Patients in Massachusetts will no longer have to pay a $50 annual fee for a medical marijuana card under new state rules.

The Massachusetts Cannabis Control Commission voted unanimously in favour of a new regulatory framework to govern the state’s marijuana trade. These rules will be made official once the Secretary of State promulgates them.

Campaign group Massachusetts Patient Advocacy Alliance had been lobbying for the state to scrap the annual fee of $50 for a patient registration card. It argued that no other medicine comes with an annual fee and that it was unfair on low-income patients.

The Cannabis Control Commission has been working on revising the state’s medicinal and recreational cannabis rules since taking over the program from the Department of Public Health in December 2018.

It will increase the cost of licensing fees for large cultivators and retailers in order to make up the revenue shortfall created by scrapping the $50 fee.

“The new regulations bring expansions and improvements to the adult and medical use of marijuana programs that will bolster public health and safety, promote access to and participation in the industry, and support small businesses in our state,” said chairman Steven Hoffman.

The new regulations also permit 12 communities in Massachusetts to open cannabis cafés, while home deliveries of recreational marijuana are now legal too.

For the first two years, licenses for cannabis cafés and delivery-only firms can only go to small businesses or certified Economic Empowerment Priority Applicants, and Social Equity Program Participants. These are either being led by, employing, or benefiting members of communities hit hardest by high rates of drug arrests.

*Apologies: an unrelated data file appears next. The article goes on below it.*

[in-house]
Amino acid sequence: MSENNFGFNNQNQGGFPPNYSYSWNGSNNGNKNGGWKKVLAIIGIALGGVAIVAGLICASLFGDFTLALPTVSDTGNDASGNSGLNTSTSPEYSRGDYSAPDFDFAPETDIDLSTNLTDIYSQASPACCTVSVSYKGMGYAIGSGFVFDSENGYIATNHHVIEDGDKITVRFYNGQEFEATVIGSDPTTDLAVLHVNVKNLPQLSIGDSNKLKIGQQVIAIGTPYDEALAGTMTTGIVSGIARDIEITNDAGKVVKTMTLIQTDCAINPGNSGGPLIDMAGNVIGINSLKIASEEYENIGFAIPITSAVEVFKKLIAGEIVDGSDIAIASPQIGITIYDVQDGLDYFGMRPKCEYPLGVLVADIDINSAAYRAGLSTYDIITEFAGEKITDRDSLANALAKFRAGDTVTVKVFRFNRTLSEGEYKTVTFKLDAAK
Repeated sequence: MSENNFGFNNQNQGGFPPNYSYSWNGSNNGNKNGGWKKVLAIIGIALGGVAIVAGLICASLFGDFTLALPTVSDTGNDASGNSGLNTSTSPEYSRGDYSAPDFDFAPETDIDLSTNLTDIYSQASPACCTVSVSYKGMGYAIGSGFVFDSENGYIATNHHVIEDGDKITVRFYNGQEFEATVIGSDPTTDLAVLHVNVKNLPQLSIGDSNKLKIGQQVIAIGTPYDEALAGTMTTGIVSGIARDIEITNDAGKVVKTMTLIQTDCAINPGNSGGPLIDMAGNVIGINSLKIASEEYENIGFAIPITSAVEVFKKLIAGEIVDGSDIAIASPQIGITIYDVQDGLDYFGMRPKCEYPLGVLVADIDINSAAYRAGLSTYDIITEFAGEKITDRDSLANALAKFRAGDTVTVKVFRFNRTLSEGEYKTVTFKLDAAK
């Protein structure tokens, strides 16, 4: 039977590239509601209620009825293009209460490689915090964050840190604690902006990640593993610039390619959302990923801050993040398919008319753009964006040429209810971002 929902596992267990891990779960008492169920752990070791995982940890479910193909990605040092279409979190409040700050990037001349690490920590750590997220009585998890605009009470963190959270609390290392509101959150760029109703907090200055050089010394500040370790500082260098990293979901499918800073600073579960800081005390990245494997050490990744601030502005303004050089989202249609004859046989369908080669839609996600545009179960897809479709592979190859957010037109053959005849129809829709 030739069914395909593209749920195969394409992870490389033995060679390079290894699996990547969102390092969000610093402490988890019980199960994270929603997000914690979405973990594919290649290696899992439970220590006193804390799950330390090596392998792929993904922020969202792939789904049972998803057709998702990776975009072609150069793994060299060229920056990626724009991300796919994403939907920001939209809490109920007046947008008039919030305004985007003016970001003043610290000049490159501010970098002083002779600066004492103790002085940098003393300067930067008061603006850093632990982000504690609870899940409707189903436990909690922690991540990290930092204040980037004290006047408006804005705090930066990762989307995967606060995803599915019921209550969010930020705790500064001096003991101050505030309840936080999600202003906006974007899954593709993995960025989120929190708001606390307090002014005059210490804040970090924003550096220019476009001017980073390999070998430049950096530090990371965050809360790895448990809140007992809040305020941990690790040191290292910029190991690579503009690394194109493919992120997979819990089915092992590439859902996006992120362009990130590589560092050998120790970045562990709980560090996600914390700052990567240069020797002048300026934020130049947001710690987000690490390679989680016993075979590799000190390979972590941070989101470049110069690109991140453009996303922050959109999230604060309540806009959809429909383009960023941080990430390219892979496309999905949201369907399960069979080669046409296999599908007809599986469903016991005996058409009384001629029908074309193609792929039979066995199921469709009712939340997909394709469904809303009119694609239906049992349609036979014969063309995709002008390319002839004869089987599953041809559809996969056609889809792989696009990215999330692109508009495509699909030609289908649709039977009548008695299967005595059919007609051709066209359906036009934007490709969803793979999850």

After two years, the commission may decide to extend the exclusivity period, or open up these licenses for anyone.

Delivery will only be permitted in municipalities in which retail sales are already permitted. Massachusetts voters legalized recreational cannabis in 2016, and sales finally began in November 2018, but individual municipalities have to decide on whether or not they want to participate.

Firms will be banned from delivering to hotels, bed-and-breakfasts, and dormitories for college students.

The opinions provided in this article are those of the author and do not constitute investment advice. Readers should assume that the author and/or employees of Grizzle hold positions in the company or companies mentioned in the article. For more information, please see our Content Disclaimer.